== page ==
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Former WVU professor accused of stealing grant funds, fleeing to China

A former West Virginia University professor who was federally indicted in 2020 on two counts of federal program fraud after investigators say he embezzled thousands of dollars in federal grant money, then fled the country for over three years, is now in custody.

According to a press release from United States District Attorney William Ihlenfeld’s office, Xinjian “Kevin” He, 41, was a professor in WVU’s engineering department where he allegedly stole federal grant funding for personal use. He is said to have used the money to purchase personal items such as clothing, furniture, home goods, and electronics.

The indictment states that between March 20, 2018, and Nov. 12, 2018, He fraudulently obtained and used approximately $8,360.36 in federal grant money that was legally owned by and under the care, custody and control of WVU.

Beginning on Nov. 24, 2018, until Nov. 19, 2019, He is accused of once again stealing WVU grant money obtained through a federal program. According to the indictment, He embezzled approximately $16,997.46 during this time.

He’s indictment was actually returned by a federal grand jury in November 2020, but remained sealed because the former professor allegedly fled the country to China following a warranted search of his residence on Dec. 19, 2019, and his termination from WVU on Dec. 31, 2019.

According to court documents, U.S. Marshals issued a “red notice” for He’s capture. The “red notice” was entered into a database by which law enforcement around the globe are informed of wanted fugitives. One of the cooperating countries in that system is Canada.

He was finally apprehended in New York by border patrol agents a few weeks ago on Sept. 26 after he was found trying to enter the United States from Canada after flying into Montreal.

Court documents say red flags were raised to border patrol because the site of He’s attempted border crossing was not the most-direct route to the United States from Montreal. However, it is noted that He was not attempting to cross illegally and came through a legitimate border crossing.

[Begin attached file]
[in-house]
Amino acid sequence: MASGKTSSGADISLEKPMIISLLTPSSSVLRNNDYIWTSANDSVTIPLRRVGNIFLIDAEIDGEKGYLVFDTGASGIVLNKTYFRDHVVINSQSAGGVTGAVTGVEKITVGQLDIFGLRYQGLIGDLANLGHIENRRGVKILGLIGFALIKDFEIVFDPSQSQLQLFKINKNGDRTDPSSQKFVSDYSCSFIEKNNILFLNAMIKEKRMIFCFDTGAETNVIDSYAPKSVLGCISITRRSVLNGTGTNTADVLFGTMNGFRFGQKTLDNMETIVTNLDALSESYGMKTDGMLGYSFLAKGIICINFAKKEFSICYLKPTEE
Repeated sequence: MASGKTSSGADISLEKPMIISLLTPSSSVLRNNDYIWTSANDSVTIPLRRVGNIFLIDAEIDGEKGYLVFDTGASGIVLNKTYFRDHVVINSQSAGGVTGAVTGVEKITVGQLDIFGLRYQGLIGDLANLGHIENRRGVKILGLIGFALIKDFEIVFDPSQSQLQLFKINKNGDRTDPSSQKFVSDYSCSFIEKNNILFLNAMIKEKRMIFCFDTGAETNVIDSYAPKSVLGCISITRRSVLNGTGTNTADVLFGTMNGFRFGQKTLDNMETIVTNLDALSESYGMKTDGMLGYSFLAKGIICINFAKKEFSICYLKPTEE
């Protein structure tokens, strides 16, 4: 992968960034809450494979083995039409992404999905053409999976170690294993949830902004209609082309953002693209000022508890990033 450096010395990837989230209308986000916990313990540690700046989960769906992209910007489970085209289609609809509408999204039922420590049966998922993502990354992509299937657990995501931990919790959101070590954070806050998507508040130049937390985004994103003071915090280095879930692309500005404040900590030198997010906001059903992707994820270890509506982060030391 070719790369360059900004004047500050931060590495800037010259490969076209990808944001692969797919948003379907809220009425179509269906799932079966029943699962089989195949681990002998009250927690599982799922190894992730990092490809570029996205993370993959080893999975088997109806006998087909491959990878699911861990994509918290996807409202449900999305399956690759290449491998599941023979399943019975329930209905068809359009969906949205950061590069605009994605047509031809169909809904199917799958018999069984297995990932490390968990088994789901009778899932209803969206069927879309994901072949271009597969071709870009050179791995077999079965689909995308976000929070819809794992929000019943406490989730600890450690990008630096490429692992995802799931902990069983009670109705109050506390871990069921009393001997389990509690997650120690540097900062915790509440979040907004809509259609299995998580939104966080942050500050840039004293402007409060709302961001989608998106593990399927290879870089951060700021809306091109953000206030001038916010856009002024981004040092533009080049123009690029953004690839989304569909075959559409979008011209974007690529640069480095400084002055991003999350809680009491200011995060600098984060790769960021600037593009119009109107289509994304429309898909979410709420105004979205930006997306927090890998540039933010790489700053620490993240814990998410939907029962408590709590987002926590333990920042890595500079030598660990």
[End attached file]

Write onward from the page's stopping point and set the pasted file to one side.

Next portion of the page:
At an Oct. 20 hearing in Clarksburg federal court, U.S. Magistrate Judge Michael John Aloi granted a motion by the U.S. Attorney’s Office to detain He pending trial due to him being a flight risk.

Aloi stated in the detention order that he did not believe He to be a danger to the community but did find him to be a flight risk.

“Defendant’s re-entry into the United States raises concerns,” Aloi wrote in the order. “The manner of entry through Canada, using a rural, circuitous route suggests an effort to evade detection.

“Moreover, the undersigned notes that there is no extradition treaty with China — so if Defendant successfully flees to China, assuring his appearance would be difficult,” he wrote.

He will remain in the custody of the United States Marshal Service as the case proceeds.

An indictment is a formal charge brought against a defendant and does not imply guilt or conviction. A defendant is innocent until and unless proven guilty.

If convicted, He faces up to 10 years in prison for each count of fraud.

The U.S. Department of Health and Human Services Office of Inspector General and WVU Police Department investigated. Assistant U.S. Attorney Sarah Wagner is prosecuting on behalf of the government.

He is represented by John D. Pizzo of Steptoe & Johnson, PLLC — Bridgeport.

Jury selection and trial for He’s case is scheduled for Dec. 12 at the Clarksburg federal courthouse.

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